It was a battle of brains and technique Saturday at the Weston Library. Nearly 50 children from kindergarten to grade 12 matched wits in an all-day Brain Games Scholastic Chess Tournament hosted by The Friends of the Weston Library and Fairfield County Chess's Daniel Lowinger and Melvin Patrick. Many of the kids have been participating in the regular Chess Mates program run by the Friends throughout the summer.
"I think it's important for the mental gymnastics that are involved and also to expose them to a different experience," said Aymeric Louit, whose four children were waiting for another round to begin after they had finished their own games. His 10-year-old son Sydney started playing in second grade.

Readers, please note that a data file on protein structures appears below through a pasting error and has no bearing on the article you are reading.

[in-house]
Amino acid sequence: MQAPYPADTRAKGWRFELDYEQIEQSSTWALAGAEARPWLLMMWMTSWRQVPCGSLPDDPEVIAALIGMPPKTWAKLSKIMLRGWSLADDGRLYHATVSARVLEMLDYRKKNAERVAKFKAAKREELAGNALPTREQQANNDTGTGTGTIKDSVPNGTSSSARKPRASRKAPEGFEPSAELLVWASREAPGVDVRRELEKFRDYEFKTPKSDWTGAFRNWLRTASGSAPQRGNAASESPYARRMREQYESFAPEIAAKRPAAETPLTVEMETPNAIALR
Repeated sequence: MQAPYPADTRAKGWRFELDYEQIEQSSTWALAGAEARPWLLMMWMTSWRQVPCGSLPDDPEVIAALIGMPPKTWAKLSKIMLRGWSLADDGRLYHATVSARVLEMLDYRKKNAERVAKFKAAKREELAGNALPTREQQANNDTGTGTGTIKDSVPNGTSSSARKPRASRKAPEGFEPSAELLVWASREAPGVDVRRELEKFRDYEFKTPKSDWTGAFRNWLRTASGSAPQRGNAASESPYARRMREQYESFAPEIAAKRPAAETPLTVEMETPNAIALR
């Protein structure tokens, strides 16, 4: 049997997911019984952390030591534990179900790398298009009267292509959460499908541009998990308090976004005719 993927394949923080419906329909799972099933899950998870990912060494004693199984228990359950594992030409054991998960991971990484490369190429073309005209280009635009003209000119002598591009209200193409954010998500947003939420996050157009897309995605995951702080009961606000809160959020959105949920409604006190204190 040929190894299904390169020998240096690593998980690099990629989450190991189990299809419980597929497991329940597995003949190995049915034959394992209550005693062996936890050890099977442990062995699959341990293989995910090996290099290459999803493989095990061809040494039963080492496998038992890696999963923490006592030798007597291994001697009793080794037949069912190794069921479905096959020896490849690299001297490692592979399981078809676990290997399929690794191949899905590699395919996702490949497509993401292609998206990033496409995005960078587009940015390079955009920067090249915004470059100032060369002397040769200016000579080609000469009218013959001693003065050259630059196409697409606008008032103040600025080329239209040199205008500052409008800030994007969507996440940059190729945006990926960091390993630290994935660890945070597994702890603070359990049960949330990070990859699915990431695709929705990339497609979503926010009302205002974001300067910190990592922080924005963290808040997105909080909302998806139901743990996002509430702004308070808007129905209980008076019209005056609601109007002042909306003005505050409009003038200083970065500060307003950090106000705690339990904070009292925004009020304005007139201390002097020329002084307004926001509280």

"I got into a chess club and had my tournament there, so I've been playing chess ever since," he said, patiently waiting in the library lobby for the last two players to finish. "I like that it's challenging and it teaches you good sportsmanship."
Learning good sportsmanship and life lessons are important parts of the game for Marcy Sansolo, whose son Jack Whitten played in the tournament.
"It's one-on-one so, you either win or lose, and that's what life is all about -- learning how to deal with both aspects," she said.
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